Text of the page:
As inconsistent and distracted a blogger as I am, I am hardly a great blogger. But as someone who runs a network of arts blogs, I do have some observations.
- Great bloggers don’t just get you interested in a post, they draw you into a topic. They stake out that topic, pick away at it, play with it, make you care about it. No one post explains who they are; you only get it over time, as they develop a relationship with you. They don’t try to explain everything in a 2000-word essay; they prefer the drip drip drip of a faucet.
- Great bloggers have a point of view, a lens through which they see the world. To “get” them you have to be drawn into their passion. Which of course means they have to have that passion to begin with. Too many blogs are generic information lacking point of view. A bigger problem is too many blogs with too much passion without relevant information. One of the complications of passion is that it can slip into dogma.
- Bloggers who have been on a topic for a while can become dismissive of other viewpoints and ideas, ridiculing those who haven’t “kept up” with the conversation. Yes, blogging is a kind of conversation, and it can be irritating when someone comes in late to the party. You probably DO know more than the lunkhead who just wandered in and fired off a Big Opinion in the comments section after thinking for all of 15 seconds about something you’ve spent years trying to understand. Resist the urge to flame that lunkhead. Trolls aren’t going to change their minds so why bother trying?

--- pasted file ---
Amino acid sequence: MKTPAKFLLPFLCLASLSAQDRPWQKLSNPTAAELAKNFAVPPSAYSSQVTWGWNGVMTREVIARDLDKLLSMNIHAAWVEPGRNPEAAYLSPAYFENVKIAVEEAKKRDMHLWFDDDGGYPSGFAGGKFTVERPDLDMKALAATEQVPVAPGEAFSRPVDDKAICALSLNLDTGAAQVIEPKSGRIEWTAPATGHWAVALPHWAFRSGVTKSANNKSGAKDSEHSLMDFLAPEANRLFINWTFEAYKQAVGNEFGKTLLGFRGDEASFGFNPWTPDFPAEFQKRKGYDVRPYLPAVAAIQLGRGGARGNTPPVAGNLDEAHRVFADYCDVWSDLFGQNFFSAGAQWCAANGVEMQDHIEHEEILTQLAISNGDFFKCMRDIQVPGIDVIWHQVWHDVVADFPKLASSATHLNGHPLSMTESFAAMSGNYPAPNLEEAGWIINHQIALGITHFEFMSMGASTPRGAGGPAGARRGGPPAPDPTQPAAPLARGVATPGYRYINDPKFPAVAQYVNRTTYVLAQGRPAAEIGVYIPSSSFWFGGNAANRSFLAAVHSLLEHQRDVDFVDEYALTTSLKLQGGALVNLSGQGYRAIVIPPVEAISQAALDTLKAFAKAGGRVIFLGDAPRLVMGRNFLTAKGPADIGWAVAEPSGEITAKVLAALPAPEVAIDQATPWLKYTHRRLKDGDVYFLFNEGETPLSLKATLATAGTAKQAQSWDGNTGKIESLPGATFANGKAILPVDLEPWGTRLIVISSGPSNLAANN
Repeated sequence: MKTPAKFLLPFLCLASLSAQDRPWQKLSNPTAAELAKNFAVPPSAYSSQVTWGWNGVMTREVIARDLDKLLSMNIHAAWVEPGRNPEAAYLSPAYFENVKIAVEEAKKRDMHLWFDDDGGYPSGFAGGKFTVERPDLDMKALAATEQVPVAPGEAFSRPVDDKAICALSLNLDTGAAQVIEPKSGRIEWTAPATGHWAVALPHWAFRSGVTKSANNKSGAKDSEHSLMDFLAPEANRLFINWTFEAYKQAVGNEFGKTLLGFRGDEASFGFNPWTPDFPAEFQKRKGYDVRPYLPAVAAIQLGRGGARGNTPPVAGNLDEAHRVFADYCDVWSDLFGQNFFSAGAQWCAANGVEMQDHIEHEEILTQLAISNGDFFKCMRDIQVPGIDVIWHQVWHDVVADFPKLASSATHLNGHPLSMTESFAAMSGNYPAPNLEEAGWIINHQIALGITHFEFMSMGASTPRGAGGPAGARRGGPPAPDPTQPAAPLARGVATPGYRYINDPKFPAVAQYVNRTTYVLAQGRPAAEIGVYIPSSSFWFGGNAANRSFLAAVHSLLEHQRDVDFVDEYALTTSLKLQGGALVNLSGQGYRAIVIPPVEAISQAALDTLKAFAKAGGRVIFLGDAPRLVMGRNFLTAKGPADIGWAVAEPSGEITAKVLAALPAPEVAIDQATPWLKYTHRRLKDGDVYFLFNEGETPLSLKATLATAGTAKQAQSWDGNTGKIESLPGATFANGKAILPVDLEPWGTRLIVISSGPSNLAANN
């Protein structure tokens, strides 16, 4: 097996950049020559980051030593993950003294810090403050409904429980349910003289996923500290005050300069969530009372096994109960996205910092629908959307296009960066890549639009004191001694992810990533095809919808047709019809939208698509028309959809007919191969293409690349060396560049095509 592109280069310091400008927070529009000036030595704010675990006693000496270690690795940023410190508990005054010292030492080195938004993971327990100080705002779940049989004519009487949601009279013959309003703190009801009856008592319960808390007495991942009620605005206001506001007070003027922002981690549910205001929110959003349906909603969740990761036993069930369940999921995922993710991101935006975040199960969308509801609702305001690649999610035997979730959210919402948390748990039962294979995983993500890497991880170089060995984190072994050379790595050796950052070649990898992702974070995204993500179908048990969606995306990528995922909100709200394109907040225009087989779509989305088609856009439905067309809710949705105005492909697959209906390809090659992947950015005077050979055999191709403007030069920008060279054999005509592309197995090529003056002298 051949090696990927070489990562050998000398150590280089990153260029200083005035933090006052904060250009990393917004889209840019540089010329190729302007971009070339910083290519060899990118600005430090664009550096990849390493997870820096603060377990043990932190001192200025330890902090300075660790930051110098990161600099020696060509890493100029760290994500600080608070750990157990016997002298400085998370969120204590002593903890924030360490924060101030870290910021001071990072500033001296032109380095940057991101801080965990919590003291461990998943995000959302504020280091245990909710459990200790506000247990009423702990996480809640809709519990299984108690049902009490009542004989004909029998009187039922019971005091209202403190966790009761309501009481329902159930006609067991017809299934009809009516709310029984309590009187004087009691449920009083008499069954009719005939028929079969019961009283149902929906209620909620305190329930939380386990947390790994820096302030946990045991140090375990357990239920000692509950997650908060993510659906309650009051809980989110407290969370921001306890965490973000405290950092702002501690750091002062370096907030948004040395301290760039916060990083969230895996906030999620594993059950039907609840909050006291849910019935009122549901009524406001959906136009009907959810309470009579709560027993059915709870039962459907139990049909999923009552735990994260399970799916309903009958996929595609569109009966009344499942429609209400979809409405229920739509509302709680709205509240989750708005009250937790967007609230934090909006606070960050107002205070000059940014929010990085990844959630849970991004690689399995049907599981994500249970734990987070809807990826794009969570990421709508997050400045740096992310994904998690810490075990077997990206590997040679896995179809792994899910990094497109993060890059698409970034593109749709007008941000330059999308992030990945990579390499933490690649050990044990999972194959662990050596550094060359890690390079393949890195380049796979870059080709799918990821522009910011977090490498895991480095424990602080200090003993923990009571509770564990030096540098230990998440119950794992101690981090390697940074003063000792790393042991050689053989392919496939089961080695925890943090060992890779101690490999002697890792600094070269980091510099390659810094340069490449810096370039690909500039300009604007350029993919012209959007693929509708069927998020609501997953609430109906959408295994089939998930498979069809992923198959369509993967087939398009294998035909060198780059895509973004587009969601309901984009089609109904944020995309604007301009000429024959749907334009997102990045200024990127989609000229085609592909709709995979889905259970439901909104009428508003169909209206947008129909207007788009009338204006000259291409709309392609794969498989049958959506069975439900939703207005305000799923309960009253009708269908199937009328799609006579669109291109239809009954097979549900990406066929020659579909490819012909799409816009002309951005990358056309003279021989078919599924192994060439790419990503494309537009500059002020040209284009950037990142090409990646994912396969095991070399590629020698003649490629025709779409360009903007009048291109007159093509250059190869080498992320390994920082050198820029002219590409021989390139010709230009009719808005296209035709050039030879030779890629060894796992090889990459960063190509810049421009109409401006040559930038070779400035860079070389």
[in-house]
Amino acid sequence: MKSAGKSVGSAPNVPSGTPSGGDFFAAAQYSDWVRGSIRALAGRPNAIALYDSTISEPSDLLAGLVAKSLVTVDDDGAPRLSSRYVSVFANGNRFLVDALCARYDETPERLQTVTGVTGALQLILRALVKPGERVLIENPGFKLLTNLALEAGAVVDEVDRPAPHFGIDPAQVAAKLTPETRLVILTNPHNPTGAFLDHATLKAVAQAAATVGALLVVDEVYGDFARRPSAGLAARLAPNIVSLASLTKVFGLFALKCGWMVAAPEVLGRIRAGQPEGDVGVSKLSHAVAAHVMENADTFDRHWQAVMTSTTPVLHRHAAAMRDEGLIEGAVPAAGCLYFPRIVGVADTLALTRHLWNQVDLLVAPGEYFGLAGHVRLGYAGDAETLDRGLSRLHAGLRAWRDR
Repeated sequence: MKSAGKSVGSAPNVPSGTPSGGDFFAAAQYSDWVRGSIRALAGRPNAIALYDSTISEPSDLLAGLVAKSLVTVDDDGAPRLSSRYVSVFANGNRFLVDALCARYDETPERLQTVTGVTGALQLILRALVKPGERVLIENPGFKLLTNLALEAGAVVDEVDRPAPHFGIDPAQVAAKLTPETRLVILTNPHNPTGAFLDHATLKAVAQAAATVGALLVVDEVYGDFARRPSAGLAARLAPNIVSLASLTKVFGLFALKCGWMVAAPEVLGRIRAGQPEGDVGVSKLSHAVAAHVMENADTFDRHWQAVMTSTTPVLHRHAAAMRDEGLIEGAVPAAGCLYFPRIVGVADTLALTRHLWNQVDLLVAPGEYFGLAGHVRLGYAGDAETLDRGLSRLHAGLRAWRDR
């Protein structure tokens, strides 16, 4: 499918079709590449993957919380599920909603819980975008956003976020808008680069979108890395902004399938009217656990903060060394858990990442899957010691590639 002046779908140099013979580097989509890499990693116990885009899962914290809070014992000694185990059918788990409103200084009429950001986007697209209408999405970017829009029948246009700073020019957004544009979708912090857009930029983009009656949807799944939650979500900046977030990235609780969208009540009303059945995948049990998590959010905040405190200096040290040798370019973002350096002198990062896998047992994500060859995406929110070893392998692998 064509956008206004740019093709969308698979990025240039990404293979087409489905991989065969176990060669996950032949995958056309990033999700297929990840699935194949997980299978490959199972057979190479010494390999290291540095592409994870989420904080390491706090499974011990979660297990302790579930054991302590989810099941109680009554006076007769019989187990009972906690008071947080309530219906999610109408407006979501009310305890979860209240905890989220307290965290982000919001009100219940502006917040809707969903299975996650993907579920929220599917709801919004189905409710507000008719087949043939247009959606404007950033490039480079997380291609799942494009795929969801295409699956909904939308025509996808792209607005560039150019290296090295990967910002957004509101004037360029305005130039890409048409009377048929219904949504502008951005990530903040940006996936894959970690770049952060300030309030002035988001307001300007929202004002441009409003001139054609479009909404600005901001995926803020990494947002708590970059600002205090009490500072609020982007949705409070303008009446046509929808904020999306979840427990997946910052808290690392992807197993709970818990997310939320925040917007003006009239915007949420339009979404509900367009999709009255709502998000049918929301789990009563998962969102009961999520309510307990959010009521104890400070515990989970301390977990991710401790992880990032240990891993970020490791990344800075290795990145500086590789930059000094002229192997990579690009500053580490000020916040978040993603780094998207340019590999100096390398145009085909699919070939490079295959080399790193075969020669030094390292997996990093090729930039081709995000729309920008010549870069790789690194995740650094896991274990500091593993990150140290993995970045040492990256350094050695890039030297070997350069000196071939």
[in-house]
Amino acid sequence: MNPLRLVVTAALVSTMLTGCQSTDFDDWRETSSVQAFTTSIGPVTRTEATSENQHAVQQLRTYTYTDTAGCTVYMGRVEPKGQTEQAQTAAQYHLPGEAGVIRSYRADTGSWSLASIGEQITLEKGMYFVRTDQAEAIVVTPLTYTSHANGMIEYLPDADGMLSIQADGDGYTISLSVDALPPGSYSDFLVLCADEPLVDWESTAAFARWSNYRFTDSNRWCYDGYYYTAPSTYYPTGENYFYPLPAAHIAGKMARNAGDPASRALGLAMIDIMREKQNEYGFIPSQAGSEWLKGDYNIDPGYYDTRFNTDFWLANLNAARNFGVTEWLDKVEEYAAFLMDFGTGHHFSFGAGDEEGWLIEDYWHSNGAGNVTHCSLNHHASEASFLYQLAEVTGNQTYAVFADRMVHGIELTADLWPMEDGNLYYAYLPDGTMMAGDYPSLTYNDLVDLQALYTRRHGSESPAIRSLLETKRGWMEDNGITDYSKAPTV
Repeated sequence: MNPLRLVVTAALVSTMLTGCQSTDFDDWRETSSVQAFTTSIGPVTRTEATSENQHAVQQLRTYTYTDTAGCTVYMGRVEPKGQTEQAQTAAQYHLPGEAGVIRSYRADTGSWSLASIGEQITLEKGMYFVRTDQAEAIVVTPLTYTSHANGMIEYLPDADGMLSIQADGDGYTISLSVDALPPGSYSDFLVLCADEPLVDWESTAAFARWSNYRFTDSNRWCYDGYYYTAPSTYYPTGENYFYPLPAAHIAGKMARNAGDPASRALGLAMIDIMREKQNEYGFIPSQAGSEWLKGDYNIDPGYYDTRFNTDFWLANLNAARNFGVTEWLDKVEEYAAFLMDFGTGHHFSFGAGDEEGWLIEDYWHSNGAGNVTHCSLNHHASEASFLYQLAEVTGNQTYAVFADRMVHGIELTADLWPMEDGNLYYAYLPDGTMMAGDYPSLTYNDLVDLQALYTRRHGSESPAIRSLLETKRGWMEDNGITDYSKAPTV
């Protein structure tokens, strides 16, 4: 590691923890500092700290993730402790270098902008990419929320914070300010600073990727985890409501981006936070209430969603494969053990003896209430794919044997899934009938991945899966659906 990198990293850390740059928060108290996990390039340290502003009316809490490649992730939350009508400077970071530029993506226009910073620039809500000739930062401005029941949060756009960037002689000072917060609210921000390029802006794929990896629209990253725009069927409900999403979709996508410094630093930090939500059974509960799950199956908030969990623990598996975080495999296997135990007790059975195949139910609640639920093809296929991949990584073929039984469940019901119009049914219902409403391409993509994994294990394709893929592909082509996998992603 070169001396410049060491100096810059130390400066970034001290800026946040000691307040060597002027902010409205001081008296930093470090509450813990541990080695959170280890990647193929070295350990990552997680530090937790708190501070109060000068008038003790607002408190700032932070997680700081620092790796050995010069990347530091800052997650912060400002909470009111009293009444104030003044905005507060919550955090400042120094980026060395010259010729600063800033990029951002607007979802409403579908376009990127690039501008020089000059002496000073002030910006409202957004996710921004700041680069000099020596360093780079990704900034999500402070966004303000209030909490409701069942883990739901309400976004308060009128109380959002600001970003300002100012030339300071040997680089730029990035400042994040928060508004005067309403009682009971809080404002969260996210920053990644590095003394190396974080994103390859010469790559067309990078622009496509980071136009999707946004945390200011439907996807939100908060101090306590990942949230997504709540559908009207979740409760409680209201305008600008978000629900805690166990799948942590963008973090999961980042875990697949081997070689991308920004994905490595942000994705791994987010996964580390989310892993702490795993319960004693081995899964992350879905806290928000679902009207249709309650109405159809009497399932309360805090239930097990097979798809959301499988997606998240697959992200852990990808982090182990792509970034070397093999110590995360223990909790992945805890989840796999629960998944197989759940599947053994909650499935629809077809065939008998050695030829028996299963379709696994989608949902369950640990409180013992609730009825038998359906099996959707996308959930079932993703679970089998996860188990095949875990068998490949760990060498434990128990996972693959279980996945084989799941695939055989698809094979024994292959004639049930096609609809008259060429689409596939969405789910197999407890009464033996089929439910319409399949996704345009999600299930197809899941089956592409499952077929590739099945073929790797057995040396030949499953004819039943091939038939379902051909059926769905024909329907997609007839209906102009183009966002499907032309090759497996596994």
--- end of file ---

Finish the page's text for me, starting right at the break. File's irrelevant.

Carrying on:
- Frame your argument quickly, then get out. You might have ten things to say, but try to say it in five while people are still reading. Think about your post as an opening argument. Then wait for a response (if any) and extend your ideas in a subsequent post. Make sure you have a snappy headline and if possible be provocative. In my opinion, the Master of the must-click headline is Norman Lebrecht. He gives just enough away to make you click for more. More? Sorry to say: lists work. The fact that they do suggests something about how you need to organize posts even when they’re not lists.
- Be generous. Link out to others when you can. Engage in other people’s arguments. They’ll engage back if you’re thoughtful. Guaranteed. If you want to pontificate and you want others to pay attention to what you’re saying, then pay attention to what they’re saying. The goes triple for social media.
Blogs are a terrific way to get your ideas out, discover others who care about things you care about, and learn from a network that will become increasingly important to you. But don’t expect that just because you have an Important Opinion, everyone should pay attention to you. In the end, if you want to sustain a blog, it has to be enough just to get the ideas out there.